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Board tours Afton Inn, airs concerns

Jim Burton, of Carter and Burton Architecture, describes the deteriorating parts of the former Afton Inn during a tour Tuesday for the Architectural Review Board. Alex Bridges/Daily

FRONT ROYAL – Members of the Architectural Review Board toured the crumbling husk of the Afton Inn this week before discussing the historic building’s fate.

The board plans to consider a request by MODE Partners Inc. and the Front Royal-Warren County Economic Development Authority to demolish the structure at Royal Avenue and Main Street. The request comes up for a public hearing Tuesday, though the board might not take action until its next meeting, Chairwoman Angela Toler said Tuesday.

Board members voiced concern that demolition approval does not necessarily guarantee the developers would begin building a replacement structure. The chairwoman reminded the board that any consideration for the structure that might take the Afton Inn’s place would not come at this time. Vice Chairwoman Joan Harding said that the early draft rendering did not appear to keep much of the original structure’s design in place.

EDA Executive Director Jennifer McDonald and Jim Burton, with Carter and Barton Architecture and Mode Partners who led the tour of the property, answered questions during the board’s work session – the second held on the Afton Inn demolition request.

Some board members criticized the EDA for appearing to not do enough to market the property to developers who would try to keep the structure mostly intact rather than pursue demolition.

Jim Burton, of Carter and Burton Architecture, walks past the the former Afton Inn. Alex Bridges/Daily

The EDA had four active inquiries looking into renovating the property.

“Every time we got to the finish line, it always came to the point where they didn’t have enough money to do the renovations,” McDonald said.

The EDA applied twice for industrial revitalization funds but were denied based on Front Royal’s failure to meet certain qualifications, McDonald explained. Each of the developers hoping the EDA would receive those grants pulled out. Mode came on board and indicated it could renovate the building but ultimately decided that it didn’t make economic sense to renovate, McDonald said. The EDA and MODE then applied for a certificate of appropriateness to demolish the structure.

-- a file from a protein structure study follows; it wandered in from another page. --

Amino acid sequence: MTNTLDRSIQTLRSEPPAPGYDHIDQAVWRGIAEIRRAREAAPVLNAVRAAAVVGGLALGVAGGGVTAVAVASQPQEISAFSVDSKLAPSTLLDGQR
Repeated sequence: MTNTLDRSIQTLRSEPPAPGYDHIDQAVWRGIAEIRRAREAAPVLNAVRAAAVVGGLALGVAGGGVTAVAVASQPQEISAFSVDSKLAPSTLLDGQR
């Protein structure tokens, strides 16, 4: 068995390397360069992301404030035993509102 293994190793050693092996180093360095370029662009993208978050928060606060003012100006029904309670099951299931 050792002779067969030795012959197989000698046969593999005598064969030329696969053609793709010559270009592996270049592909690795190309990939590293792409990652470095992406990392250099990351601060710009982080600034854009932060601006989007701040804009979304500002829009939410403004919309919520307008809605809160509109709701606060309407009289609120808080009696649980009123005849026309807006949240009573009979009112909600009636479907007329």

“We have a real live prospect for this property that has the means to complete the project,” McDonald said of Mode and Carton and Burton.

McDonald noted that she was unfamiliar with the process of seeking demolition approval.

Toler said she felt like the application left the board “hanging” because it doesn’t specify what the developers would put in Afton Inn’s place.

“Personally, I am struggling with if I approve demolition, what’s going in its place, because we’ve had other applicants come before us not with a demolition permit but with a building permit ready to go – funds, plans, a vision, an architect, finishes – and by essentially approving a building permit, that approved the demolition that was required to … to do the project,” Toler said. “I don’t want to say ‘here’s your demolition permit’ and then just wait and see because I’m assuming it’s right in the middle of the historic district, anything that’s rebuilt in its place will be right back here before us.”

Harding echoed Toler’s sentiment.

“We really just don’t know what is in the can of worms you will be opening,” Harding said.

McDonald provided an early draft of a design for the Afton Inn site that some BAR members said did not look like planning documents. McDonald said that the EDA and the architects understand they might need to make changes to the plans as required by the board or the Town Council.

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